Why Crypto Crime In Asia Is Becoming More Problematic

Why Crypto Crime In Asia Is Becoming More Problematic

The crypto industry is inundated with scams and crime. How Asia should be dealing with crime remains … [+] to be seen. (Photo by Olivier DOULIERY / AFP) (Photo by OLIVIER DOULIERY/AFP via Getty Images)

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Across Asia Pacific, criminals are using cryptocurrency to fund increasingly nefarious schemes. While early crime involving digital assets tended to target crypto exchanges themselves, the most infamous being the 880,000 Bitcoin stolen from Japan’s Mt. Gox between 2011 and 2014 now worth $45 billion – today digital assets are linked to money laundering, large-scale scams and funding of illegal arms programs.

Crypto proponents usually insist that proper regulation can do much to mitigate this problem. Though regulation can boost investor protection and establish rules of the road, we believe that decentralized virtual currencies’ inherent nature means that potential for abuse will remain high.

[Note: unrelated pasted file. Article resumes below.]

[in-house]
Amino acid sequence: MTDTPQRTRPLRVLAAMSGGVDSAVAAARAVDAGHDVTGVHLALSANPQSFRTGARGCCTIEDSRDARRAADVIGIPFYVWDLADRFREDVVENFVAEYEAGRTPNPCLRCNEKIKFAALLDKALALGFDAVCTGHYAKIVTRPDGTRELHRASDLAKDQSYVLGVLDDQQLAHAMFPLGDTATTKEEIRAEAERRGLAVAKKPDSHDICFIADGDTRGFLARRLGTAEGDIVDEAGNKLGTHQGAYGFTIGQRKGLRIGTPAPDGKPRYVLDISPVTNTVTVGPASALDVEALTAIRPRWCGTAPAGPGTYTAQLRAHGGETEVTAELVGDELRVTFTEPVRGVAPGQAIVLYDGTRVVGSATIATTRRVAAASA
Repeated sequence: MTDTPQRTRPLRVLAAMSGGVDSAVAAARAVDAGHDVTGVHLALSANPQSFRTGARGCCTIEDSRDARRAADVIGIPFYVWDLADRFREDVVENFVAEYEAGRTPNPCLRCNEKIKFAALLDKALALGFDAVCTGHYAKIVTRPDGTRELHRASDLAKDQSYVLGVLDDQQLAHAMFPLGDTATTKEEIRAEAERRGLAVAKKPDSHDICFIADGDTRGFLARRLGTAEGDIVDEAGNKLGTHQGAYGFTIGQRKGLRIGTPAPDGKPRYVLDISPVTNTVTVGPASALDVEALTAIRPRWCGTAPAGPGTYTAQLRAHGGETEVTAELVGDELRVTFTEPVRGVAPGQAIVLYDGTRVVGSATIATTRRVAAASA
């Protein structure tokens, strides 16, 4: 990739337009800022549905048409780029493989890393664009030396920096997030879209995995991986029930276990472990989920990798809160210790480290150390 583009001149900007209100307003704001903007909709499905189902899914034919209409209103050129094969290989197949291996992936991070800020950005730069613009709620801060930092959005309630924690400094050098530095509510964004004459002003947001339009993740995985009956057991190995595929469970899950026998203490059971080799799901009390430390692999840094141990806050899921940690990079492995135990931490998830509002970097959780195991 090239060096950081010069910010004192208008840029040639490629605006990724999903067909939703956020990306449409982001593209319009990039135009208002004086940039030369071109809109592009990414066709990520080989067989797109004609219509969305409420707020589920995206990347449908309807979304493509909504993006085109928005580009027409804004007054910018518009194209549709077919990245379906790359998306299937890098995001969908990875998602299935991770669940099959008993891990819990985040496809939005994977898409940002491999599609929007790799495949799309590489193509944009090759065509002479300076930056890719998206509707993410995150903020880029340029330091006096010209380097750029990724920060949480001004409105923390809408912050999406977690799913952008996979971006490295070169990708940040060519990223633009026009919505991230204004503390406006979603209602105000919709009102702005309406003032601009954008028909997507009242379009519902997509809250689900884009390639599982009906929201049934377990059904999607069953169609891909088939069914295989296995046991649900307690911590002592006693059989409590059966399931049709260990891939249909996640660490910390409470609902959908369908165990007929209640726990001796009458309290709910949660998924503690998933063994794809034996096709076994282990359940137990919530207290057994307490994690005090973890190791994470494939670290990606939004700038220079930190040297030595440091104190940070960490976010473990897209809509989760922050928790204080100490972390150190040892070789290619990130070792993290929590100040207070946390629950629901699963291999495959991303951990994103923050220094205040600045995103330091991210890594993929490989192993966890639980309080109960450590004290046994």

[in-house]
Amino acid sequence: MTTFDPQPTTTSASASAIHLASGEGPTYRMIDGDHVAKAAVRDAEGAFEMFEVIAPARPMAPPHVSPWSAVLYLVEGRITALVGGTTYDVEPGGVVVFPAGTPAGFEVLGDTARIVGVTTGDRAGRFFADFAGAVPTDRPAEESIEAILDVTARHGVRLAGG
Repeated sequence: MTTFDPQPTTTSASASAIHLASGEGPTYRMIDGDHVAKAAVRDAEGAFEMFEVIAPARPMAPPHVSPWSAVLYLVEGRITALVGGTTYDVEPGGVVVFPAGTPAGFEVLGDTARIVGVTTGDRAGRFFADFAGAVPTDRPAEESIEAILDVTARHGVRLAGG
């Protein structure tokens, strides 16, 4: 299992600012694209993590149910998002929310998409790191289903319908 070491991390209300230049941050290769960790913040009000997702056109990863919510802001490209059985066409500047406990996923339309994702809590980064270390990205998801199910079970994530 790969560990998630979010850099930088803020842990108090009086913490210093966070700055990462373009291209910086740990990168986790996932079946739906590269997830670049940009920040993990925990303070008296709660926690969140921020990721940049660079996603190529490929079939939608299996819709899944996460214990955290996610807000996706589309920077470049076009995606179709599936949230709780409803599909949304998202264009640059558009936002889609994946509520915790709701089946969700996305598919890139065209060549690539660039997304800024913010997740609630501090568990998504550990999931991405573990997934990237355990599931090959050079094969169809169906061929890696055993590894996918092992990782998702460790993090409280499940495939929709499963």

Regulators in some major jurisdictions in the region have come to similar conclusions and are acting accordingly.

China Confronts Digital Assets Crime

There are many reasons China’s government is wary of cryptocurrency, but chief among them is its association with illegal activity facilitated by its decentralized, anonymous nature. Such criminal activity can become an international problem quickly. For instance, in October, 2023, the U.S. Department of Justice (DOJ) charged several Chinese businesses and their employees with the production and trafficking of fentanyl. The criminal network relied on cryptocurrency for payments and 16 crypto wallets were identified that were used in the scheme. “These companies tend to use cryptocurrency transactions to conceal their identities and the location and movement of their funds,” the DOJ said in a statement.